Pet owners with anxious pooches and dogs with dementia could soon have an easy-to-feed, natural alternative to medicine thanks to a Newcastle start-up's collaboration with the CSIRO.
Carrington pet supplement company Bestie Kitchen worked with local holistic vet Dr Kathy Cornack to develop a range of nutraceutical formulations targeting chronic conditions like anxiety, cognitive decline, stress, immune system health oral health and more, in dogs.
Nutraceuticals is a broad umbrella term that is used to describe any product derived from food sources with extra health benefits in addition to the basic nutritional value found in foods.
Bestie Kitchen founder Amanda Falconer said she wanted to develop the nutraceuticals due to having two dogs older than 20.
"Our previous dog died at the age of 22, we watched him go through cognitive decline. Our current dog is 21," she said.
"Dogs are living longer just like us and they experience the things that we do. Dogs go through very similar cognitive decline that humans do.
"That's really what I set out to address."
However, just as COVID hit, they hit a brick wall in development.
"I was incredibly frustrated," Ms Falconer said. "I'd already worked with a compound chemist and run over 30 tests internally, but I found that I just couldn't solve a key formulation issue we had."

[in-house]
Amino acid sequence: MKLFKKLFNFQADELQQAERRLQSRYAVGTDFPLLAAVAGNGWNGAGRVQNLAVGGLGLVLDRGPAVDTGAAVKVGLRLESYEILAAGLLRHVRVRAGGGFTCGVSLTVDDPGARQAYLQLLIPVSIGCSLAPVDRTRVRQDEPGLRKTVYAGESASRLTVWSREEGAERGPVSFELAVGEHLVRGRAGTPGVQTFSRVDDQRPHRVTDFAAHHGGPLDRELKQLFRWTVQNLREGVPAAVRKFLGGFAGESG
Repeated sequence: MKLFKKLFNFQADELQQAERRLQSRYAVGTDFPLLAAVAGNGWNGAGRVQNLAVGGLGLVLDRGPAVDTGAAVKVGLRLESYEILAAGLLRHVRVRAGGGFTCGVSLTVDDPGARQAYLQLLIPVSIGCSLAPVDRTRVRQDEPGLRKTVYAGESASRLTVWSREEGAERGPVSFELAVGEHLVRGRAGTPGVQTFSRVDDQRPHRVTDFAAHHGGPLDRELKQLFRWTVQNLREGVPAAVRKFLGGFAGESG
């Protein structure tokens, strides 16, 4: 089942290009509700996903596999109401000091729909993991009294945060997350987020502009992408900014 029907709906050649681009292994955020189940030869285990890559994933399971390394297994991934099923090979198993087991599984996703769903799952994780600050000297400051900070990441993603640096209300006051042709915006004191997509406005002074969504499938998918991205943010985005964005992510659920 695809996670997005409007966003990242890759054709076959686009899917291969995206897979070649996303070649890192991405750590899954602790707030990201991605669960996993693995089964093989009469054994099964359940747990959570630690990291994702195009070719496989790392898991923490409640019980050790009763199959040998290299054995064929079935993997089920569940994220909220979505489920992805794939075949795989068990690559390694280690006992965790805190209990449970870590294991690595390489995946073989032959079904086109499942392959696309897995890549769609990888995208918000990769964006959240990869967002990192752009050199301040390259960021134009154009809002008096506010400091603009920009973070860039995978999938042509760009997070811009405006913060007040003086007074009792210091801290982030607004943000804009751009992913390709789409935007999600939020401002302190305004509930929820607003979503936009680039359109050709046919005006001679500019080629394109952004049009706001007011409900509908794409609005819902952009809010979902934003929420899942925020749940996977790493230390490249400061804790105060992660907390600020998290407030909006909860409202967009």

They needed research expertise, so Ms Falconer applied for CSIRO's Kick-start program, which provides funding support to start-ups and small businesses and access to CSIRO's research expertise and capabilities to help grow and develop their business.
Ms Falconer said they had developed nutraceuticals that can either be put into food or made up into a jelly but the CSIRO would help develop a gummy version, with trial products expected to be released in the next few months.
"Anybody who's had to give their dog pills knows about shoving them in food or putting them down their throat," Ms Falconer said.
"Actually getting them into the dog is typically an issue. I would have never got there on my own, so it's been great so far."
A Finnish study of 13,700 dogs found about 72 per cent had at least one sign of anxiety, while research from the American Veterinary Medical Association showed cognitive decline affected 28 per cent of dogs between 11 and 12 years, and more than two thirds of dogs over 15 years. Both conditions often go unrecognised.
Dog owner Angie Di Lorenzo has two dogs - both are seniors, and one gets anxious.
She took part in an early trial of the formulations and reported the older dog, Millie, is "noticeably less befuddled and happier".
"Plus she's not constantly looking for me, because she thinks I've moved to another room," Ms Di Lorenzo said.